But the question is, are these the best ways to go about the mammoth problem, which plagues Indian society as a whole? As teachers and educators we get so taken in with the tasks of ensuring that children master concepts and knowledge, that the other, equally or more important aspects of ensuring that their awareness regarding these real-world issues are addressed, get ignored. But even before we attempt to ‘teach’ them, we need to engage in some serious thinking, soul-searching, and educating ourselves.
There are many popular myths related to sexual harassment which do great harm, for instance, that adults need to be familiar with. Some of the most popular ones are: Children make up stories and imagine things sexual in nature and hence do not need to be taken seriously when they complain about sexual harassment; boys do not get raped or sexually abused; women can never be perpetrators of sexual abuse; children are safe with family members. I would urge all our readers to get a copy of Pinki Virani’s path-breaking book Bitter Chocolate which deals with child sexual abuse in India and contains horrifying true stories of child sexual abuse in India. It is a must-read for all those working and dealing with children. This perhaps could be a start in the direction of the much-needed self-education that we as teachers and educators constantly need in order to do a meaningful and relevant job.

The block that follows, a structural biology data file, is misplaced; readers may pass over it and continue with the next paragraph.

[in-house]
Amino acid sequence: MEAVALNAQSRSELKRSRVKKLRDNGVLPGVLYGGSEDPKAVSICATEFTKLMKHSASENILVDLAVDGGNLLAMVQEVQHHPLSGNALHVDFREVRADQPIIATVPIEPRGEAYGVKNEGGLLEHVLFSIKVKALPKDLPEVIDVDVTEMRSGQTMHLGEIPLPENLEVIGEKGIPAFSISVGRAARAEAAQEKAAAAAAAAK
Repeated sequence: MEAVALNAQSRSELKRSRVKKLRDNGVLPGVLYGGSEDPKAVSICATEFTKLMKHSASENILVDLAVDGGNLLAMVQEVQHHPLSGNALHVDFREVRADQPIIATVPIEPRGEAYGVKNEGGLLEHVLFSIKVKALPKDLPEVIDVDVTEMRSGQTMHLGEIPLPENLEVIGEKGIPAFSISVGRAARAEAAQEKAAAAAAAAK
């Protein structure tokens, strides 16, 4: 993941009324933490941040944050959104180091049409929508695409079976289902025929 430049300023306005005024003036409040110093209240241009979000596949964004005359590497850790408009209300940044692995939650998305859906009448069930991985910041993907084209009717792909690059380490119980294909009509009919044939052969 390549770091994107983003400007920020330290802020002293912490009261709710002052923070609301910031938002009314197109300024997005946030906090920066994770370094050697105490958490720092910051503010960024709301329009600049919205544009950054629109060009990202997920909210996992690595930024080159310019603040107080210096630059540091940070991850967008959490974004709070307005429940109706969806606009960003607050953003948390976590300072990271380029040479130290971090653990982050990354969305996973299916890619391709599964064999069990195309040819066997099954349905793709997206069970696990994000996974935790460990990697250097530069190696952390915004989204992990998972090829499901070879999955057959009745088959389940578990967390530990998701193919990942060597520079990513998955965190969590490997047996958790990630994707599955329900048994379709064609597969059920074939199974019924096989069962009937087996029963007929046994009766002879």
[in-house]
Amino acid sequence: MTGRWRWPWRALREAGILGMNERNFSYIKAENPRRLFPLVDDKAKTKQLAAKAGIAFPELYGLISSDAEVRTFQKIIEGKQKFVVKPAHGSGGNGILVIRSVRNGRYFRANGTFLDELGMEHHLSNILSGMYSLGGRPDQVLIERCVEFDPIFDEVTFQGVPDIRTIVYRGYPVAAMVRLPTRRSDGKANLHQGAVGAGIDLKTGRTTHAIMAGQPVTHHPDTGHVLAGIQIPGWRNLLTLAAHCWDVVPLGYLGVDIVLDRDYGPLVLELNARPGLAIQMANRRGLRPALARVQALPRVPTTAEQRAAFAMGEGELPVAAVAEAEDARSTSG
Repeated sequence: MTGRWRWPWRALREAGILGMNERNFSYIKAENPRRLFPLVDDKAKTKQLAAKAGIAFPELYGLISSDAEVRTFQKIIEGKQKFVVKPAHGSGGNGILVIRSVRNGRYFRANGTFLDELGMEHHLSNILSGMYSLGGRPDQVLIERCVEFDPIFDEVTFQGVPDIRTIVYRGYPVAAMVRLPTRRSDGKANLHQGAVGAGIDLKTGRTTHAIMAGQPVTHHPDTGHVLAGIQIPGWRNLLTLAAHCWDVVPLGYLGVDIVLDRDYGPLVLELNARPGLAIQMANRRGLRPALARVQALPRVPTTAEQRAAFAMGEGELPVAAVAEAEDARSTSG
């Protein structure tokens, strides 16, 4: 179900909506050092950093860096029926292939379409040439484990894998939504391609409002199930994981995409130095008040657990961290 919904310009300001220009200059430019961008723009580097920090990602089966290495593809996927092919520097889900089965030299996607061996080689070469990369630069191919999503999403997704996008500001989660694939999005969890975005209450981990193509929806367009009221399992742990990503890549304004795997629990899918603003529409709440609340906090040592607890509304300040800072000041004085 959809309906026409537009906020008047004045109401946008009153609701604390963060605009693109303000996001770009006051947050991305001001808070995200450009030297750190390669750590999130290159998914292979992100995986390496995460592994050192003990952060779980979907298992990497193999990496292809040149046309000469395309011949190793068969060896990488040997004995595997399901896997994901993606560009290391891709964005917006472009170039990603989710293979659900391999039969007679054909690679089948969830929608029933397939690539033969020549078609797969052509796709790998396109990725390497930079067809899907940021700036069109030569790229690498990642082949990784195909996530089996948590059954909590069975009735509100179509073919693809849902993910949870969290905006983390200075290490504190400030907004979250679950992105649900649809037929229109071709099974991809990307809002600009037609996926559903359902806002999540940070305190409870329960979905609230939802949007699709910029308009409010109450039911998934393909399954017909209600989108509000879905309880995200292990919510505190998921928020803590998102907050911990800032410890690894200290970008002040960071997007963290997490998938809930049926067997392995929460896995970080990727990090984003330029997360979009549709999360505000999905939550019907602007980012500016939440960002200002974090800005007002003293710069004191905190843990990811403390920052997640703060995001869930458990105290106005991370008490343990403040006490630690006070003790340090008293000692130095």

The author works in the field of education. She is doing her Masters in Education from Tata Institute of Social Sciences, Mumbai and is interested in the areas of gender, language learning, and teacher development. She can be reached at firstname.lastname@example.org.